great British blog off

The Great British Blog Off: Caribbean Rum Cake

Happy New Year, internet people!

This is my first blog post of 2021, although I baked the cake on the last day of 2020. These past weeks have been slow and reflective for me, even more so than the usual still at the end of a year.

I wrote earlier about my intentions and goals for this fresh new year, and here I am, pursuing one of the biggest ones: writing. This blog has been my way of slowly returning to a more consistent writing practice, of feeling my way back to thinking of myself as a writer.

Towards the end of last year, I began working on my book manuscript, which I hadn’t even been able to look at after my thesis board in 2018. It’s taken me a long time to process some of the feedback I received, and I’m finally ready to return to the work and bring the past two years of learning and reflection into the draft.

It is scary to return to some of this material, and scarier still to bring in new ideas and consider the ways in which my material has shifted since I earned my MFA. In 2020 my mantra was “I can do hard things.” Then, my focus was my half marathon, relearning how to be strong in my body after developing my occipital neuralgia.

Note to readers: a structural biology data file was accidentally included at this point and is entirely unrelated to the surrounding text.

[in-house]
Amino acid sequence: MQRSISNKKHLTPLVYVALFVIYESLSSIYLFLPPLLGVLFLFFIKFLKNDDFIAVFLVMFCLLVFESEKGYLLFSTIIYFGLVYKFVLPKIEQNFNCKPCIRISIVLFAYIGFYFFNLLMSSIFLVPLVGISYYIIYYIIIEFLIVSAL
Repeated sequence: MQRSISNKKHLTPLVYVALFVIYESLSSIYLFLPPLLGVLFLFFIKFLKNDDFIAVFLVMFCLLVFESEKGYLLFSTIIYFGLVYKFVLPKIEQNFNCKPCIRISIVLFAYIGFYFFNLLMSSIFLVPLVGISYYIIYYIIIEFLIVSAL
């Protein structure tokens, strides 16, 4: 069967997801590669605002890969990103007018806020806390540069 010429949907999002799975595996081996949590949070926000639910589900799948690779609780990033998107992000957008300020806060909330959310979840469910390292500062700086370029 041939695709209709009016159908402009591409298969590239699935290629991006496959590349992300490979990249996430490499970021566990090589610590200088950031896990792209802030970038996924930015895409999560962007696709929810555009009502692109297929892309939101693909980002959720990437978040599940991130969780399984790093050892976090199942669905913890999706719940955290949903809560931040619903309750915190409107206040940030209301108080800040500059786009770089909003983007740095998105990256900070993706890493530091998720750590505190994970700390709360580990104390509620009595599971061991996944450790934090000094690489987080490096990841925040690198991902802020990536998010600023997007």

This year, the hard thing is writing.

This project is still in its early stages, and I’m not even through the first section of the cookbook, but already it has brought me so much joy. I can’t fully explain why, but I’ve always wanted to take on the task of cooking my way through a book recipe by recipe, ever since I watched and then read Julie & Julia. 

What I expected was to learn new baking techniques. To have a focus for my writing, a reason to come back to the blog and post each week.

What I didn’t expect was the sense of community I’ve found through creating these posts and my Instagram stories each week. So many people in my life, both friends from former lives and those I know only online, have responded to my posts each week, telling me their own baking stories. In a year of isolation, it has been a great source of comfort and connection.

And so, even though it’s the New Year, and my last week off before returning for what is sure to be another strange semester, I knew I wouldn’t skip my bake.

This Week’s Recipe: Caribbean Rum Cake

The Prep

Ahh, my weekly trip to Fresh Market.

But first, I had another errand to do. I haven’t gotten to see most of my people this holiday season and had been waiting on one final item before sending off the last of my holiday gifts by mail. Alas, it’s been in limbo long enough that I suspect it may never show up, so I decided to send the package along without it. That meant a trip to the UPS store.

Back in college, I rented all of my textbooks through Chegg. Each semester, I would drive to the UPS store in a strip mall along the busy Lloyd Expressway and send off my books.